Wednesday, February 1, 2012

India Bans the Girl with the Dragon Tattoo, doesn't want Rape Entertainment

A couple days ago I heard that India has decided to not let The Girl with the Dragon Tattoo screen in the country. Anyone who is somewhat familiar with Indian culture and film may know that they're a much more conservative type. Although there is violence and occasionally sex in Indian movies, it's not often shown. Kissing in public is taboo, so it's pretty rare for even that to be shown. So... you know... this news isn't really out of left field. I can understand the desire not to want to pay to watch graphic depictions of rape on screen.

This got me to thinking. What is it that makes movies and television portraying rape so entertaining? I have seen all the Swedish movies, read the first book and saw The Girl with the Dragon Tattoo... it's rough. It is not easy to watch or read. But the process of reading the book I still really enjoyed for some reason. Maybe "enjoyed" is not the right word. I had seen the movies prior to reading the book and I was still reading large portions with my jaw dropped. But it's not like sexual violence is "so shocking" (unfortunately). I don't know how many episodes of Law & Order: SVU I've seen, but it's a lot. It's not even something that if I turn it on and it's on I'll watch it, but I actively seek SVU out. Why??

I have very little theories on why people--women especially--are interested in watching portrayals of sexual violence or violence against women. I think part of it has to do with the "final girl" theory--that we derive some sort of education from watching these things, like, if I see how Laurie survives Michael Myers, then I will know what to do the next time my serial-killer-psychopath-brother tries to kill me. It can't be all that though, right? I mean, it's not like I came out of Dragon Tattoo HAPPY. I don't watch SVU and then skip around making cupcakes. It's sad! Why is this!??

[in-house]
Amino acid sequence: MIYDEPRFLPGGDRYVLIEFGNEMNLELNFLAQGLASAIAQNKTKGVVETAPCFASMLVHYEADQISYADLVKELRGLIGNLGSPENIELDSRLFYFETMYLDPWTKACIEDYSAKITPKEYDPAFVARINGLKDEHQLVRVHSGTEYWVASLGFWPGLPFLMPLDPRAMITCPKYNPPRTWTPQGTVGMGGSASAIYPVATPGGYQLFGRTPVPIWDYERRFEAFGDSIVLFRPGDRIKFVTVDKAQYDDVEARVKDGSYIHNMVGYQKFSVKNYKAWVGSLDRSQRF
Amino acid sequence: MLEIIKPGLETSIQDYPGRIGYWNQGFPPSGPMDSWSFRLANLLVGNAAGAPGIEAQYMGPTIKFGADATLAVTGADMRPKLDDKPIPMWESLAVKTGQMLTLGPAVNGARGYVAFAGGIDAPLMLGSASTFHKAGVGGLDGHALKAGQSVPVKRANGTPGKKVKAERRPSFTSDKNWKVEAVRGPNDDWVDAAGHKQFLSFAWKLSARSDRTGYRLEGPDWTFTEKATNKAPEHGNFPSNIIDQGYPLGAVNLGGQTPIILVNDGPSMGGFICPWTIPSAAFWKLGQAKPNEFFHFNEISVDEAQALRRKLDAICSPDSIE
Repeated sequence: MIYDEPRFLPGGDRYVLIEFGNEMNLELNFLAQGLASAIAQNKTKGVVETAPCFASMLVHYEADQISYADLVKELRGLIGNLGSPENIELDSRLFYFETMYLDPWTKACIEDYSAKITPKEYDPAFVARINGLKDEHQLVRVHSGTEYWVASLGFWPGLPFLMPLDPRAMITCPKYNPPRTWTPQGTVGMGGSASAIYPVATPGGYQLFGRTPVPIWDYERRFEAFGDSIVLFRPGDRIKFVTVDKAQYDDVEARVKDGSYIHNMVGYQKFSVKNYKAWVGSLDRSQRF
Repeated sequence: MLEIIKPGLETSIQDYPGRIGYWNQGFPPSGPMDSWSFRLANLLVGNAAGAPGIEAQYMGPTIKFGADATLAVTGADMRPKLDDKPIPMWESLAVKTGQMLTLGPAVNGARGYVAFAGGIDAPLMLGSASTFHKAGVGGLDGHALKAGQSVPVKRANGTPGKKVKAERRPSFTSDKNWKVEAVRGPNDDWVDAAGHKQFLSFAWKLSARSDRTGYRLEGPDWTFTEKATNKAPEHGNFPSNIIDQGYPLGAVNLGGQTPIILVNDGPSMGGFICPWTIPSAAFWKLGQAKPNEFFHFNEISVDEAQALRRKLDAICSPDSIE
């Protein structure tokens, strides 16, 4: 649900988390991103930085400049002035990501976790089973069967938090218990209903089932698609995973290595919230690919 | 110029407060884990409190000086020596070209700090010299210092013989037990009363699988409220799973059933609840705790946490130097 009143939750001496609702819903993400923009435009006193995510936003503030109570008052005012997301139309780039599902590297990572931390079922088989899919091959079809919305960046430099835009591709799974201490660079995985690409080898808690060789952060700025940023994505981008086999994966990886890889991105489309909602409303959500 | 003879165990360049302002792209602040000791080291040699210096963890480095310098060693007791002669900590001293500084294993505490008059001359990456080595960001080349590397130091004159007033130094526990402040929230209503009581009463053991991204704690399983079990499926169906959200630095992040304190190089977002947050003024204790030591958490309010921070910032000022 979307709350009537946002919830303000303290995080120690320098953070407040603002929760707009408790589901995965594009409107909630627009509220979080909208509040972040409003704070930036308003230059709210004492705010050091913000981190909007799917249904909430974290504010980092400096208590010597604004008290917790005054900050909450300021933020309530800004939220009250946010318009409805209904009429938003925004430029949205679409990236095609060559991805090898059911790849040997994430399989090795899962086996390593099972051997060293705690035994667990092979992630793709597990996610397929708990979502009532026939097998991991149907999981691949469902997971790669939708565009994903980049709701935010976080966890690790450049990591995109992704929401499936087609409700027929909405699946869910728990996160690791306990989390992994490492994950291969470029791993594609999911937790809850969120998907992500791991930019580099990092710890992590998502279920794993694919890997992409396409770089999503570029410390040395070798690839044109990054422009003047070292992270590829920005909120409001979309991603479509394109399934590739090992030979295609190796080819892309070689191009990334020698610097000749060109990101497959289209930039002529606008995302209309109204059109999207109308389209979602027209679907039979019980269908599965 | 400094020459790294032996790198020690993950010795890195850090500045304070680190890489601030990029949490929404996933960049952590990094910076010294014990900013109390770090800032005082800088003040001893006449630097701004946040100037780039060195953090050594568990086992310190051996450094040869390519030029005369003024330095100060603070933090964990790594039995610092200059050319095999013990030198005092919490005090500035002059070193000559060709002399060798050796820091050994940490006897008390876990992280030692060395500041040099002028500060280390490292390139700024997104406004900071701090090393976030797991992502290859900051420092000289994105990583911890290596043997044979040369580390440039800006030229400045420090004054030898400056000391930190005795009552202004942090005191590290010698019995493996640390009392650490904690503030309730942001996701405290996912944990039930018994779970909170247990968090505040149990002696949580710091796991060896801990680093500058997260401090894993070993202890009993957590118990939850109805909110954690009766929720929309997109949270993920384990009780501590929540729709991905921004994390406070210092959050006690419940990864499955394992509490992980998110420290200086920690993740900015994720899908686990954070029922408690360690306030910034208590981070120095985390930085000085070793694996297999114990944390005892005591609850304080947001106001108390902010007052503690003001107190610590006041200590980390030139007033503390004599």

So I'm opening this up to you, internet-world:

Whatever your gender, do you watch media that depicts sexual violence? Why? What do you get from it? If you don't why not?

2 comments:

  1. I don't know if I watch those things to educate me, because when I'm watching them, I never think that those things could happen to me. I've thought about this before, not so much as it relates to gender, but to the culture in general. Why do we love violent crime dramas? Why is Law and Order one of those most popular shows on television?

    I think it all comes down to two things: escapism and justice. In these crafted shows, justice is served about 98% of the time. If it's not, we get pissed and say it was a bad episode, that we're angry with the ending, etc. The fact that rapists and murderers pay for the brutal things they did in the end is a kind of cathartic escapism from the real world, where those types often go undiscovered or use legal loopholes to weasel their way out of what they did.

    I think it's also possible that violence toward women is shown more frequently because we have the cultural conception that women are vulnerable and need to be protected. I think any man or woman would have a stronger negative reaction to violence against women than violence against a man because in our minds, men are supposed to be capable of protecting themselves. Is it right? No, not really, but it is one way of understanding why we see it so often.

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    1. That is an interesting point... I know the rates of male sexual assault are higher than people think (I don't know them off the top of my head), which largely has to do with sexual assault in prison, but I think there's an interesting divide between male and female victims on SVU. Women are victims of both random and targeted violence, and are shown assaulted sometimes by strangers and more often by people the have connections to. Men are much more often shown as victims when there is some sort of retributive female violence coming his way, or sometimes in same-sex relationships.

      And I agree, I think there is something to the entertainment value of knowing that justice is being served, even when in the process of said justice being served there's graphic violence... It's a weird balance.

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